Photo: A mug-shot of Mark David Chapman, who shot and killed John Lennon, is displayed on the 25th anniversary of Lennon’s death at the NYPD in New York December 8, 2005. Chapman is currently imprisoned at Attica State Prison in New York, serving a 20-year-to-life sentence after pleading guilty to 2nd degree murder. REUTERS
The first bullet missed, the next two hit the left side of Lennon’s back, the last two hit his left shoulder. Lennon stumbled up the steps to the reception area, mumbled “I’m shot,” and collapsed. He was pronounced dead on arrival at the Roosevelt Hospital at 11.15pm. Back at the Dakota, officers of the New York Police Department found Chapman sitting calmly on the pavement. He was holding a copy of The Catcher in the Rye, in the front of which was inscribed: “To Holden Caulfield. From Holden Caulfield. This is my statement.” It would later emerge that Chapman – who in September this year was denied parole for the sixth time – felt his life mirrored that of Salinger’s troubled protagonist.
But the world didn’t care about Chapman or his issues. The outpouring of grief was unprecedented, and sales of Lennon’s albums – both with the Beatles and as a solo artist – soared. All-night chanting outside the Dakota began to deprive the shattered Ono of sleep, so she requested that the vigil be moved to Central Park: on 14 December 1980, in accordance with Ono’s wishes, millions of people worldwide stood for ten minutes of silent prayer. In the weeks that followed, after William Shawn had penned his famous obituary, Jann Wenner of Rolling Stone magazine sat with his editorial team to decide which image to put on the iconic title’s cover. On what would be the last day of his life, Lennon and his wife had posed for a session with photographer Annie Liebovitz; one of the photos featured a naked Lennon curled around the clothed body of Ono, his mouth pressed close to her cheek. Wenner ran the photograph on the cover of the 22 January 1981 issue, without any barkers or text. The thousand words that the picture spoke were in effect a single word: love. In 2005, to mark the fortieth anniversary of the annual awards held by the American Society of Magazine Editors, the cover was voted the best of the previous four decades.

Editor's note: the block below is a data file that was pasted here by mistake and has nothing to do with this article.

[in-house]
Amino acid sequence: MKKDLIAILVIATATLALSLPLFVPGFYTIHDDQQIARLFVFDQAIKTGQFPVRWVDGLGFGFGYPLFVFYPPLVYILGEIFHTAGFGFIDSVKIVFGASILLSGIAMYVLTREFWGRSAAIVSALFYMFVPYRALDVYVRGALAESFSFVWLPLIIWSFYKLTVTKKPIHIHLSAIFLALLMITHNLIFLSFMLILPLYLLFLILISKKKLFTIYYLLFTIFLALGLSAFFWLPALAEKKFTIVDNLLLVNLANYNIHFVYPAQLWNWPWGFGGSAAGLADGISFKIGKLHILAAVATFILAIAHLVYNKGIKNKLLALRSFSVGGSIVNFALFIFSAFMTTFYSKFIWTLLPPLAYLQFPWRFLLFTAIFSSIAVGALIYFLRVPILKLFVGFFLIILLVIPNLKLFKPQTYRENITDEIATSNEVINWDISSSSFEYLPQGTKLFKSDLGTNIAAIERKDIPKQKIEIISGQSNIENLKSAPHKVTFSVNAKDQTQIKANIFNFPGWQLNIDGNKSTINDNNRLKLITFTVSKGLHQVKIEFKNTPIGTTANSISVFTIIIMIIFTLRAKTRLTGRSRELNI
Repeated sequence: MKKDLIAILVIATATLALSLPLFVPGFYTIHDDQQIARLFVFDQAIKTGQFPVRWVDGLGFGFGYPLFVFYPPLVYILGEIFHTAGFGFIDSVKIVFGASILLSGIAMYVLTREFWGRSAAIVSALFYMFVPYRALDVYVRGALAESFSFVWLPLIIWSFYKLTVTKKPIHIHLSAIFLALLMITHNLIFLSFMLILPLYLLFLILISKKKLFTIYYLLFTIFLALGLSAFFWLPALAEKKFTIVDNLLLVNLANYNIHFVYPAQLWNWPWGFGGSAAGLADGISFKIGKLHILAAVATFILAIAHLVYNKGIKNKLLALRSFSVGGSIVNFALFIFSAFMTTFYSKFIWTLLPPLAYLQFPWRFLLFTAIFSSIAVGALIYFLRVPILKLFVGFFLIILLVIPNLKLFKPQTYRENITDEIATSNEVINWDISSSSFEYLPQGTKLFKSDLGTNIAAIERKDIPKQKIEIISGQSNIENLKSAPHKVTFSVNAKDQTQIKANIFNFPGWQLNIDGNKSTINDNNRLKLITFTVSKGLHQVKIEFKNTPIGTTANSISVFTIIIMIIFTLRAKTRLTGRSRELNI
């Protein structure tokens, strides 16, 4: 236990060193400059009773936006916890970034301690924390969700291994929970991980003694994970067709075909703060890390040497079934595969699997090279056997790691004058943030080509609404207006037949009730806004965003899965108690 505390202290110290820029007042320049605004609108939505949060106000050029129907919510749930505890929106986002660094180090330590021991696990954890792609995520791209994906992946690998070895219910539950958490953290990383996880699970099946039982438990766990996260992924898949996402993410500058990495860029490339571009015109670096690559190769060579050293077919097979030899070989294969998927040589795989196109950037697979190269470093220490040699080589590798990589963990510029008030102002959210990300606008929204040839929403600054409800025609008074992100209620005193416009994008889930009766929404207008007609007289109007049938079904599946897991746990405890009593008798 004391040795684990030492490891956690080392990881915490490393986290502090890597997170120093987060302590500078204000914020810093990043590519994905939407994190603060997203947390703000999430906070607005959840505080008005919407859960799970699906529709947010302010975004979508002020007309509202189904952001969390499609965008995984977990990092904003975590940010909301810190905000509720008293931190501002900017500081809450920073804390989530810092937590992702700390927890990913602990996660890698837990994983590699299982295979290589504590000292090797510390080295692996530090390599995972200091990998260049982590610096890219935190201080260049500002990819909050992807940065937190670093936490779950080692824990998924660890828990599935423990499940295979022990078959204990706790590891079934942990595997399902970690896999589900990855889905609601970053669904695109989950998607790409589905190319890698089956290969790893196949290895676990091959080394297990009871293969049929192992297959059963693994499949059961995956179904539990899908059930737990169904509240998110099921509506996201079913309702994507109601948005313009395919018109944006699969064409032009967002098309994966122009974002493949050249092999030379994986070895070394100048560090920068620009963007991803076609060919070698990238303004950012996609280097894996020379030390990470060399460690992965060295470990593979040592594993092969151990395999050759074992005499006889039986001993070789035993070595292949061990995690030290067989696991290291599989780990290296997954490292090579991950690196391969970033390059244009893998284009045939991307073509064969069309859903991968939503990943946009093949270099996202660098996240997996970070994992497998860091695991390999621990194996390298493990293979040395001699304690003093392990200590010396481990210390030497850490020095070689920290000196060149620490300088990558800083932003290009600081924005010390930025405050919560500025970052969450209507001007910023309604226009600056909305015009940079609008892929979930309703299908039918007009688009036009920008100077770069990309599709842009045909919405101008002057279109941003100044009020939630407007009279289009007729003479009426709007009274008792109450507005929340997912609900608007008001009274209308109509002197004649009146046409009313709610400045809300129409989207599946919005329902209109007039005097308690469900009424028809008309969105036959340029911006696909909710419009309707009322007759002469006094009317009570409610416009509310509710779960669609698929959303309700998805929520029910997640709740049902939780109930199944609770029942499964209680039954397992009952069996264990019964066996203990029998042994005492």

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Of course, without the life, the death would hardly have been as momentous. Amongst the many biographies that have been written on the man, the most lauded is arguably Ray Coleman’s Lennon: The Definitive Biography. In the author’s note to the text, Coleman writes: “History will record him as one of the great peacemakers of the twentieth century. Teddy boy, pop star, rebel student, propagandist for peace, poet, artist, songwriter, musician, bandleader, sloganeer, philosopher, wit, loving husband, doting father – Lennon was all these things and more. The founder, the powerhouse, the engine room of the Beatles, he became a catalyst and a dream-weaver for a generation’s ideals.
“Without him, the Beatles would never have existed, still less have become popular music’s finest group; without him, they would have had no cutting edge, conscience, or originality. And without him, the 1960s and its people would have been very different, much colder, much poorer.”